Hand Counted Paper Ballots in 2008
By Sheila Parks

Monday 10 April 2006

The right to vote, as well as the principle of "one person, one
vote," are cornerstones of our democracy. The anti-slavery,
women's suffrage, and civil rights movements as well as the
expansion of voting to young people are all part of the history
of electoral reform in this country. Equally fundamental is the
assurance that each voter knows that her or his vote counts
and is counted as intended. At this time in our history, many
have lost confidence in our voting system.

The presidential elections of 2000 and 2004, and at least six
contests in the mid-term elections of 2002, raised many
questions about fraud and electronic voting machines. The
Help America Vote Act (HAVA) of 2002, the U.S. Election
Assistance Commission (EAC) established by HAVA, and the
Carter-Baker National Commission on Federal Election
Reform, were all created after the 2000 election to improve the
electoral process. All of these efforts, however, have been
detrimental to the prevention and detection of election fraud
and error due to their advocacy of the use of electronic voting
machines. One election reform advocate, Bev Harris of Black
Box Voting, provides a particularly vivid glimpse into the
scope of the problems associated with electronic voting
machines. She notes that, at a special Texas meeting of the
Carter-Baker Commission, "I asked a member of the Panel
why they [the Commission] had not asked a single question
about how hacks can be done. He said it is not necessary to
understand how the system can be compromised in order to
protect it."

The U.S. Government Accountability Office (GAO) in its
nonpartisan September 2005 report on elections states in its
conclusions: "Numerous recent studies and reports have
highlighted problems with the security and reliability of
electronic voting systems ... the concerns they raise have the
potential to affect election outcomes."

Currently there is no government agency that regulates the
voting machine industry in the United States. Roughly 80% of
votes in the 2004 presidential election were cast and counted
on machines manufactured by two private companies,
Diebold and ES&S (Election Systems & Software, Inc.), both
controlled by registered Republicans. There are two principal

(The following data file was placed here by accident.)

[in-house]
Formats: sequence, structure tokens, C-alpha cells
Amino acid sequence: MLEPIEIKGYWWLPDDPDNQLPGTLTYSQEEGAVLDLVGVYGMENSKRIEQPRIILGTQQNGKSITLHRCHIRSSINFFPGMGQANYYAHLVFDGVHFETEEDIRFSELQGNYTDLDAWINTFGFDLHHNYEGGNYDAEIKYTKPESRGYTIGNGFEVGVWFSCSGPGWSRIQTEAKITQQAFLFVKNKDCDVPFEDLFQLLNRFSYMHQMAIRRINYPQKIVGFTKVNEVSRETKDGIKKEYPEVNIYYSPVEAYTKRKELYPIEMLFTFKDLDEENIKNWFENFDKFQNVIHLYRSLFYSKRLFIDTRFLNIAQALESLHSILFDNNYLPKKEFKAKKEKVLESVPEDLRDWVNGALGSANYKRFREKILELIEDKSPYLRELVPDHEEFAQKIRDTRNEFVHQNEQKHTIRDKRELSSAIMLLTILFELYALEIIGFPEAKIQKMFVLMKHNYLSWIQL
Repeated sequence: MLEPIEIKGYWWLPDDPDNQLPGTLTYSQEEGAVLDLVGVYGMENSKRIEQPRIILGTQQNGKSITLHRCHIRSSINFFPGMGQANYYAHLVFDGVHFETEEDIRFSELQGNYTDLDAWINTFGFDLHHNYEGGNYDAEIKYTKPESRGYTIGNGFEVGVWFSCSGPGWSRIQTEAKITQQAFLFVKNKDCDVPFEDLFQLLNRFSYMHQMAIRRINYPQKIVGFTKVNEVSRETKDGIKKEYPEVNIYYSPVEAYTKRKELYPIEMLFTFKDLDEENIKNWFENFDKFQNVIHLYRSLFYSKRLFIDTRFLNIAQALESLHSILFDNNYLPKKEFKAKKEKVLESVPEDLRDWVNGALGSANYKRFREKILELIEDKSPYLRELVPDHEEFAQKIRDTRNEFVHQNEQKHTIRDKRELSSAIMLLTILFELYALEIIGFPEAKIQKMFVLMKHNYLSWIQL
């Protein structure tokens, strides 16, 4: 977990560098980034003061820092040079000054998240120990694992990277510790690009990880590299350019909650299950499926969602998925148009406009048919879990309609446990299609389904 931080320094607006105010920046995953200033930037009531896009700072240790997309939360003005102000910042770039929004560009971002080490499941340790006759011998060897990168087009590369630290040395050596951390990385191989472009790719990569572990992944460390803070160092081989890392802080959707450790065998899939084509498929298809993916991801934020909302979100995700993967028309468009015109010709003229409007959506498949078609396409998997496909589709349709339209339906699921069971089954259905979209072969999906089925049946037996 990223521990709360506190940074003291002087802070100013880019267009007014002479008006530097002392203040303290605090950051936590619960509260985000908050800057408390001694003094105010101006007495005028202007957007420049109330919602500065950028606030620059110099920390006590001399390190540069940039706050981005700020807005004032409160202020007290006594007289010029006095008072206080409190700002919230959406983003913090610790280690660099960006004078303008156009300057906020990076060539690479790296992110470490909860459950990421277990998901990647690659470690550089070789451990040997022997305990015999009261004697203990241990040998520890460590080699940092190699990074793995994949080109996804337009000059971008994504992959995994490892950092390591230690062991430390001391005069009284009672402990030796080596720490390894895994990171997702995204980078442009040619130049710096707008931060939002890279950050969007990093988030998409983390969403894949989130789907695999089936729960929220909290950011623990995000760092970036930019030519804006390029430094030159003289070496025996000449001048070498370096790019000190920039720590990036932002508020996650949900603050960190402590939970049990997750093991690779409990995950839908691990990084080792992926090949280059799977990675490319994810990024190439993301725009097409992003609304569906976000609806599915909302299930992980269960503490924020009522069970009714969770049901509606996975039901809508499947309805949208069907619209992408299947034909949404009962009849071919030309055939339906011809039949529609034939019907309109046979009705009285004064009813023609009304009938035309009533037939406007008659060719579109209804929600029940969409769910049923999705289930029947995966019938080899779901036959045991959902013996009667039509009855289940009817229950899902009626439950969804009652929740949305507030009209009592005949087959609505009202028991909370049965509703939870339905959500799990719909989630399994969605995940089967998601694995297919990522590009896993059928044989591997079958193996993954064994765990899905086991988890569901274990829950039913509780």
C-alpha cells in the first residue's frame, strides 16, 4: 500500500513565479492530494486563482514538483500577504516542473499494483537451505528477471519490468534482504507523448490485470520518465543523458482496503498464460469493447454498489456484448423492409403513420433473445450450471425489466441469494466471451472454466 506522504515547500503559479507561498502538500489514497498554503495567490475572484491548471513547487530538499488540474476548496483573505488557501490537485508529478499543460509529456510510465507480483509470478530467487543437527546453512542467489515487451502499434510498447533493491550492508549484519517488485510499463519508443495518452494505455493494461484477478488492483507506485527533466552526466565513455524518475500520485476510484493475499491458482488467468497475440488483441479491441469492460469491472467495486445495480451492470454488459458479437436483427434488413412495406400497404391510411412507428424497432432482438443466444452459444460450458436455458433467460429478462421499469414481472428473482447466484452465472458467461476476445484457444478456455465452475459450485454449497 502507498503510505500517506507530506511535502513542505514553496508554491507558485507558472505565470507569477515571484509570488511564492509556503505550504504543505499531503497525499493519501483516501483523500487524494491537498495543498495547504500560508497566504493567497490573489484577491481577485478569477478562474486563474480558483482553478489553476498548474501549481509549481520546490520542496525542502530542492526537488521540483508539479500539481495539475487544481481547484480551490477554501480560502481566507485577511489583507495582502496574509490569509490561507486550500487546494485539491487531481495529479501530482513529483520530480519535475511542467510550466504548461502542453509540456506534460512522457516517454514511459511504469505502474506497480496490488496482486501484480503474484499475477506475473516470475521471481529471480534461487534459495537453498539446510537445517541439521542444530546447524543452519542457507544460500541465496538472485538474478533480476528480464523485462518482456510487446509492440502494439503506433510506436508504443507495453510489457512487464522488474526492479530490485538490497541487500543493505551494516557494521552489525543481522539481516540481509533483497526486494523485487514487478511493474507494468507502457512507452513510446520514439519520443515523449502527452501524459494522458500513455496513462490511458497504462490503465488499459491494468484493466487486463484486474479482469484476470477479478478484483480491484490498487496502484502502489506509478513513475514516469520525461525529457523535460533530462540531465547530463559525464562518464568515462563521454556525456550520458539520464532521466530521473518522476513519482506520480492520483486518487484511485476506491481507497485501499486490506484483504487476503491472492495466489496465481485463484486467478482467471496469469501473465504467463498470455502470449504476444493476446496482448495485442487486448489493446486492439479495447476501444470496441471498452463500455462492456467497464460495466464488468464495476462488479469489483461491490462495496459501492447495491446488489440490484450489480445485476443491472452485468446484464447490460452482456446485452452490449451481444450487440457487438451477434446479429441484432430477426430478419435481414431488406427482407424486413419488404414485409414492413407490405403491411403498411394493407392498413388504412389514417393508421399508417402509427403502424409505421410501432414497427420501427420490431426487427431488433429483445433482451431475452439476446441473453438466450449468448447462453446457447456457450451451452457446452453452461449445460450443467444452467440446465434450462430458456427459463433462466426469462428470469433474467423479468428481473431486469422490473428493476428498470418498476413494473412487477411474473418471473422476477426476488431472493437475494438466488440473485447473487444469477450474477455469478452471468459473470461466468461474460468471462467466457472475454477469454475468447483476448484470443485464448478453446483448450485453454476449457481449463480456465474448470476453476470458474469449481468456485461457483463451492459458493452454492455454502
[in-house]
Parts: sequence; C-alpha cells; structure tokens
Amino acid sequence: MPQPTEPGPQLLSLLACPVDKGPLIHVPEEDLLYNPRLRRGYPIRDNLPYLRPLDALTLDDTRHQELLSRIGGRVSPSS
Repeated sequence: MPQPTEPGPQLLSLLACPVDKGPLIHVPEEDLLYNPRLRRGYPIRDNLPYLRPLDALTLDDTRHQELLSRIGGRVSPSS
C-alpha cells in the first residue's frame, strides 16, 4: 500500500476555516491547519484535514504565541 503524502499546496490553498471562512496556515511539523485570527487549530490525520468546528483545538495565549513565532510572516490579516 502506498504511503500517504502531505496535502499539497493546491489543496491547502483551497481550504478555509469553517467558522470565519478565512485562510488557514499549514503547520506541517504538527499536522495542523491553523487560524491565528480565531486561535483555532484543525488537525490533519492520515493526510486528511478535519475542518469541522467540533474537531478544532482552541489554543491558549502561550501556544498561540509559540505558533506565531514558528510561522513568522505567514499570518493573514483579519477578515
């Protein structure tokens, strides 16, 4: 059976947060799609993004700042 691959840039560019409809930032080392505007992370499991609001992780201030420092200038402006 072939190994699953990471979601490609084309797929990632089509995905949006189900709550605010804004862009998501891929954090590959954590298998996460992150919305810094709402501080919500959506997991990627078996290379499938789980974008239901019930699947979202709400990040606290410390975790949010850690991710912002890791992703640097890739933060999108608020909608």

types of machines now in use: (1) touch-screens (DRE - Direct
Response Electronic), on which no audit or recount is
possible because they have no paper trail and (2) optical
scans, which use paper ballots for the vote but are counted by
central tabulators (particularly susceptible to fraud).

Although several bills currently pending in the U.S. House and
Senate, introduced by both Republicans and Democrats,
propose changes to electronic voting machines, as do HAVA,
the EAC and the Carter-Baker Commission, none consider
hand marked, hand counted paper ballots (HCPB) as a
possible solution. Most of the proposed legislation advocates
for what is variously called a voter verified paper audit trail
(VVPAT), a voter verified paper trail (VVPT) or a voter verified
paper ballot (VVPB). A discussion of the nuances between
and among these systems is beyond the scope of this article,
but all share a potential weakness - namely, there is no way to
prevent hacking of electronic voting machines later in the
process, whether a voter receives a record of how she or he
voted and/or whether there is a paper trail in the machine.
Mandated random audits of the vote raise the question of
whether the audit will really be random and bring back flashes
of Florida in 2000 and a long drawn out struggle. Will the
Supreme Court again put a non-elected person in office as
president of the United States?

Although much has been published on the Internet, the
mainstream media have mostly chosen to ignore or dismiss
the questions of fraud and error raised in relation to electronic
voting machines. Notable exceptions are discussions by Keith
Olbermann on MSNBC's "Countdown" and Mark Crispin
Miller's article "None Dare Call It Stolen" in Harper's Magazine,
in which he strongly suggests that the presidential election of
2004 was rigged, much of it by electronic voting machines.